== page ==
When your child becomes a teenager
Have you already got one?
You are probably wondering what age your child needs to be to qualify as a teenager?
I heard last week that the brain starts to change before we add “teen” to their birthday number.
That’s what I’m going to address in this post.
Things are changing in my “tween’s” life.
You are probably familiar with the term tween (time period between young childhood and teenage years).
This is where I was parenting the last few years.
For the last couple of months, the boundary keeps being pushed out.
I came across these horses the other day and that’s what I feel I am up against.
The fence is keeping the horses safe so they won’t gallop into traffic, created by us and yet they want to be free.
Apologies if you think I am comparing children to horses.
Horses are probably easier to train?
I am only joking, as I know nothing about equestrian challenges.
I just thought it was so symbolic when I am currently drafting an agreement for my 12-year-old in preparation of receiving her first mobile phone, next year.
The question I am asking is: how do I keep my children safe while at the same time giving them unlimited access to the world?
If you have found some answers, please share them with me.
I have been saying for years that the ’screen-monster-challenge’ is here to stay and we can only come up with healthy boundaries as a parenting community together.
What I am learning as a first time parent of a becoming teenager is that all my fears of the rebellious teenage brain seem to turn into reality.
As I remember - being a teenager is damn hard.
You are being looked down on for wanting to be more of an adult and yet have not enough life experience to be an adult.
What was your experience as a teenager?
I fell into the ‘retreat to my room category’.
You have a very introverted view of the world from there.
My time was spent comparing myself to the 'cool kids' and not wanting to socialise.
Living in a teenage body can be so challenging.
You are half child, half grown up.
What goes unnoticed is the ability for teenagers to contribute something new to this world.
In Germany, we refer to this period as ’Sturm und Drang’ which is a time of huge inside fire and creativity.
Dr. Dan Siegel whose seminar I attended in Cork a few years ago, considers this time span from 12-24: the most innovative time in our lives.
He explained that we are wasting a huge resource by not allowing the adolescent brain to do what it does best.
This neurobiologist, paediatrician and clinical professor of psychiatry says that if we want to live happier, healthier and longer lives as adults, we simply need to mirror our teenagers’ role modelling and approach life like them.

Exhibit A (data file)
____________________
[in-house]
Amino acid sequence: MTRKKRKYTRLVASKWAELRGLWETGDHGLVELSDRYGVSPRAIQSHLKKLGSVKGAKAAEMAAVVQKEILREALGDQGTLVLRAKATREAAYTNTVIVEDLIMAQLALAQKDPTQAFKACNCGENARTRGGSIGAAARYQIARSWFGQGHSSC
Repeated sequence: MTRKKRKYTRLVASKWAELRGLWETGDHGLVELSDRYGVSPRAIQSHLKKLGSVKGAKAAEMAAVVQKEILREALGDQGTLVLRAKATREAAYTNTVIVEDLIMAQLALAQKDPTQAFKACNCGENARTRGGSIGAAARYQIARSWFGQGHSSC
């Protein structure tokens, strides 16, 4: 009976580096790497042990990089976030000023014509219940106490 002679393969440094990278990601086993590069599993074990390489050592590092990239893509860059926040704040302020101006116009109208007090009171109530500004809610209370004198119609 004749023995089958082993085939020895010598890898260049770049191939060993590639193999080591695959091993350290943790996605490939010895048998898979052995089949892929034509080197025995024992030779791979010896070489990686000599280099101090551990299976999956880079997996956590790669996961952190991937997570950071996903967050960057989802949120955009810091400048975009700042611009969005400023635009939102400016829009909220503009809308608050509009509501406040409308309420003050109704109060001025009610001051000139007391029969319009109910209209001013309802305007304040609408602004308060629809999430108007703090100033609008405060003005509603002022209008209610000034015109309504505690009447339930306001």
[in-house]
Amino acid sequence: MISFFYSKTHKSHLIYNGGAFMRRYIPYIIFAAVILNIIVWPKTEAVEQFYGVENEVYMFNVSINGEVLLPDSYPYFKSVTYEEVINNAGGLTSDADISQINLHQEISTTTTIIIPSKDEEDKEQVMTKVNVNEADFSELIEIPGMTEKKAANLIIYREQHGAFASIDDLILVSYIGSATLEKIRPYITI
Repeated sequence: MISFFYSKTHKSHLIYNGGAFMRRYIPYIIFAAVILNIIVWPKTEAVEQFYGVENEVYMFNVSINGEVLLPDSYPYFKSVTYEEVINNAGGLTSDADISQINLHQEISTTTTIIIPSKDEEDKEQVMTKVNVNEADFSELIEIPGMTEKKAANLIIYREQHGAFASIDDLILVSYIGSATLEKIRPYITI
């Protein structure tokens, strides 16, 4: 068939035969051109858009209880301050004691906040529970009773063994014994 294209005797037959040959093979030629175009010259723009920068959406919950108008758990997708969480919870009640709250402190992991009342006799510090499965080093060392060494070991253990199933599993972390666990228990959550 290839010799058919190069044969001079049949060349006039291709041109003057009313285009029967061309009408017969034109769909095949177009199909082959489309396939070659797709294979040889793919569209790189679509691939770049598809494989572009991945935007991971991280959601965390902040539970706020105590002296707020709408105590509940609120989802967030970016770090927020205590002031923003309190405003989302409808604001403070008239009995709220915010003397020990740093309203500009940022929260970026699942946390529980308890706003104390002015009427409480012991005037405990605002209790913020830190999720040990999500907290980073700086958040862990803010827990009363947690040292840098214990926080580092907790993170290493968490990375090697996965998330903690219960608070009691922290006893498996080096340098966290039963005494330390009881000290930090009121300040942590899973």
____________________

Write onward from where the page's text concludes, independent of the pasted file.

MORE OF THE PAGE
Equipped with this memory of his talk, I am choosing to look at the pruning of my children’s brains through a completely different lens.
The past couple of weeks have left me feeling very helpless when it came to my adolescent’s behaviour.
You can imagine that the idea of evolution had to be for the next generation to reject all that came before.
How else would something new be created if the status quo wasn’t challenged every now and then?
My parenting was thrown overboard when having a child who simply made choices that triggered all my own insecurities.
What I mean is that not so age-appropriate manoeuvre was acted out on and I couldn’t remember my own view of the world from back then.
In my head, I found myself saying what adults said all the time when I became a teenager and it was annoying beyond belief.
Unfortunately, it does not translate into English very well but let’s just say it was involving a drum and a Christmas tree.
Having a teenager who doesn’t follow into your footsteps, finds you probably more alone than you thought it would.
In my case I am inviting these triggers and I am exploring with my child together whether this novelty seeking interest could bring something new into my life, too?
What you have managed to avoid before your child’s adolescence kicks in, is probably not staying hidden for too much longer.
Have you ever wondered about that?
When I allowed for more space to what I had resisted so much; suddenly things changed.
Working through my own blocks and becoming aware of my own truth, freed me from causing a more rebellious development in my child - for now.
Have a lovely week and live as if you were a teenager.